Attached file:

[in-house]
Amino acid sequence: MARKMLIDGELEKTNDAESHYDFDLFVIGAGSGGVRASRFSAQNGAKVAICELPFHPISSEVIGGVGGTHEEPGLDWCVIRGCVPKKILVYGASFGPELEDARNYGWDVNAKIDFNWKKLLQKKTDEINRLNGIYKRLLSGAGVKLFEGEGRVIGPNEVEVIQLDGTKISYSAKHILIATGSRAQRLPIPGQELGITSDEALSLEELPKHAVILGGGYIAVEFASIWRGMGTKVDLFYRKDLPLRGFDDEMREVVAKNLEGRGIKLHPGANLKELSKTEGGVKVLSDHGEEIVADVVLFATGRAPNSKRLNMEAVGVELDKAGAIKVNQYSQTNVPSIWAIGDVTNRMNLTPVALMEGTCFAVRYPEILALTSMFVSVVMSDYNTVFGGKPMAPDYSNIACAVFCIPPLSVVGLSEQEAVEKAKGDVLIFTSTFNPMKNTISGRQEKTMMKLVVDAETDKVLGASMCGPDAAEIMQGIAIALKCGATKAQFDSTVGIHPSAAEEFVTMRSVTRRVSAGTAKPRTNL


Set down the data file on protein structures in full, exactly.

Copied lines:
[in-house]
Amino acid sequence: MARKMLIDGELEKTNDAESHYDFDLFVIGAGSGGVRASRFSAQNGAKVAICELPFHPISSEVIGGVGGTHEEPGLDWCVIRGCVPKKILVYGASFGPELEDARNYGWDVNAKIDFNWKKLLQKKTDEINRLNGIYKRLLSGAGVKLFEGEGRVIGPNEVEVIQLDGTKISYSAKHILIATGSRAQRLPIPGQELGITSDEALSLEELPKHAVILGGGYIAVEFASIWRGMGTKVDLFYRKDLPLRGFDDEMREVVAKNLEGRGIKLHPGANLKELSKTEGGVKVLSDHGEEIVADVVLFATGRAPNSKRLNMEAVGVELDKAGAIKVNQYSQTNVPSIWAIGDVTNRMNLTPVALMEGTCFAVRYPEILALTSMFVSVVMSDYNTVFGGKPMAPDYSNIACAVFCIPPLSVVGLSEQEAVEKAKGDVLIFTSTFNPMKNTISGRQEKTMMKLVVDAETDKVLGASMCGPDAAEIMQGIAIALKCGATKAQFDSTVGIHPSAAEEFVTMRSVTRRVSAGTAKPRTNL